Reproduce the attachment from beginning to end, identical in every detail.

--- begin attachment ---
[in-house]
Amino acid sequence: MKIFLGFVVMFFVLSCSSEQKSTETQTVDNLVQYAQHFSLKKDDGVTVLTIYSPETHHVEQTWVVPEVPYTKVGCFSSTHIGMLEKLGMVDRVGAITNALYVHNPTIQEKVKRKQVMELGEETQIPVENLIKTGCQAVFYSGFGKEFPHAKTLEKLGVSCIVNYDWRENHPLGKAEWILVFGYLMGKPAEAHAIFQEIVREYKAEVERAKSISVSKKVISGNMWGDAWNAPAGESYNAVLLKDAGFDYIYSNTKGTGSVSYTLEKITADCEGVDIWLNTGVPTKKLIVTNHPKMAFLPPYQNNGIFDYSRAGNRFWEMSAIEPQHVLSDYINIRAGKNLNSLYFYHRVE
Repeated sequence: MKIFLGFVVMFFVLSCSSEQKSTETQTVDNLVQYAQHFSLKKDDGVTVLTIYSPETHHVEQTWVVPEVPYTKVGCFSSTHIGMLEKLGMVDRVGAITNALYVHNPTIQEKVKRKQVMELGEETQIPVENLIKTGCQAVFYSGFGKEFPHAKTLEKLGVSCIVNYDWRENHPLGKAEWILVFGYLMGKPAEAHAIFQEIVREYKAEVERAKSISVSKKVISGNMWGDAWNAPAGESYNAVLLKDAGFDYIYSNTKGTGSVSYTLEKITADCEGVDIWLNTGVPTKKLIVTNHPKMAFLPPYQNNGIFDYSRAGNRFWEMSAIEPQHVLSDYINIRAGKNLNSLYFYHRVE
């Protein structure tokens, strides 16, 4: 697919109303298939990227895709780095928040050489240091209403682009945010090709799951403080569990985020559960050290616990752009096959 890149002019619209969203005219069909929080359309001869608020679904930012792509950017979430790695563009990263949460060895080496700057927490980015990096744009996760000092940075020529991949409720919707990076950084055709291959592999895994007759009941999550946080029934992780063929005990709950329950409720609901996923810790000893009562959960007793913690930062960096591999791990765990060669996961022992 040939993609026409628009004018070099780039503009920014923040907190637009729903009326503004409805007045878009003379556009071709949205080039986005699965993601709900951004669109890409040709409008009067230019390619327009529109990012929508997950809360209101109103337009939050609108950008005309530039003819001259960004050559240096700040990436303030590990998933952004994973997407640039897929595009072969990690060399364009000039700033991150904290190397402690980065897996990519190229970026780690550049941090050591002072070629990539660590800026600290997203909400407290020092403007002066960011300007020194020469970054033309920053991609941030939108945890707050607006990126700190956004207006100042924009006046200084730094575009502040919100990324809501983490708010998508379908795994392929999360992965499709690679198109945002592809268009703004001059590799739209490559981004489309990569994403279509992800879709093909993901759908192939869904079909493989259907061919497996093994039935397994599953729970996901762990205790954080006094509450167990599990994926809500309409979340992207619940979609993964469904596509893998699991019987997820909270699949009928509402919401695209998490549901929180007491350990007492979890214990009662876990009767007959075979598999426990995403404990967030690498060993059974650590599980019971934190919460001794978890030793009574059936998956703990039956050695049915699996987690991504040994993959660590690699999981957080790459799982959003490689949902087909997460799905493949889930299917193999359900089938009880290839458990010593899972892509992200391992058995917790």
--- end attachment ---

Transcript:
[in-house]
Amino acid sequence: MKIFLGFVVMFFVLSCSSEQKSTETQTVDNLVQYAQHFSLKKDDGVTVLTIYSPETHHVEQTWVVPEVPYTKVGCFSSTHIGMLEKLGMVDRVGAITNALYVHNPTIQEKVKRKQVMELGEETQIPVENLIKTGCQAVFYSGFGKEFPHAKTLEKLGVSCIVNYDWRENHPLGKAEWILVFGYLMGKPAEAHAIFQEIVREYKAEVERAKSISVSKKVISGNMWGDAWNAPAGESYNAVLLKDAGFDYIYSNTKGTGSVSYTLEKITADCEGVDIWLNTGVPTKKLIVTNHPKMAFLPPYQNNGIFDYSRAGNRFWEMSAIEPQHVLSDYINIRAGKNLNSLYFYHRVE
Repeated sequence: MKIFLGFVVMFFVLSCSSEQKSTETQTVDNLVQYAQHFSLKKDDGVTVLTIYSPETHHVEQTWVVPEVPYTKVGCFSSTHIGMLEKLGMVDRVGAITNALYVHNPTIQEKVKRKQVMELGEETQIPVENLIKTGCQAVFYSGFGKEFPHAKTLEKLGVSCIVNYDWRENHPLGKAEWILVFGYLMGKPAEAHAIFQEIVREYKAEVERAKSISVSKKVISGNMWGDAWNAPAGESYNAVLLKDAGFDYIYSNTKGTGSVSYTLEKITADCEGVDIWLNTGVPTKKLIVTNHPKMAFLPPYQNNGIFDYSRAGNRFWEMSAIEPQHVLSDYINIRAGKNLNSLYFYHRVE
């Protein structure tokens, strides 16, 4: 697919109303298939990227895709780095928040050489240091209403682009945010090709799951403080569990985020559960050290616990752009096959 890149002019619209969203005219069909929080359309001869608020679904930012792509950017979430790695563009990263949460060895080496700057927490980015990096744009996760000092940075020529991949409720919707990076950084055709291959592999895994007759009941999550946080029934992780063929005990709950329950409720609901996923810790000893009562959960007793913690930062960096591999791990765990060669996961022992 040939993609026409628009004018070099780039503009920014923040907190637009729903009326503004409805007045878009003379556009071709949205080039986005699965993601709900951004669109890409040709409008009067230019390619327009529109990012929508997950809360209101109103337009939050609108950008005309530039003819001259960004050559240096700040990436303030590990998933952004994973997407640039897929595009072969990690060399364009000039700033991150904290190397402690980065897996990519190229970026780690550049941090050591002072070629990539660590800026600290997203909400407290020092403007002066960011300007020194020469970054033309920053991609941030939108945890707050607006990126700190956004207006100042924009006046200084730094575009502040919100990324809501983490708010998508379908795994392929999360992965499709690679198109945002592809268009703004001059590799739209490559981004489309990569994403279509992800879709093909993901759908192939869904079909493989259907061919497996093994039935397994599953729970996901762990205790954080006094509450167990599990994926809500309409979340992207619940979609993964469904596509893998699991019987997820909270699949009928509402919401695209998490549901929180007491350990007492979890214990009662876990009767007959075979598999426990995403404990967030690498060993059974650590599980019971934190919460001794978890030793009574059936998956703990039956050695049915699996987690991504040994993959660590690699999981957080790459799982959003490689949902087909997460799905493949889930299917193999359900089938009880290839458990010593899972892509992200391992058995917790």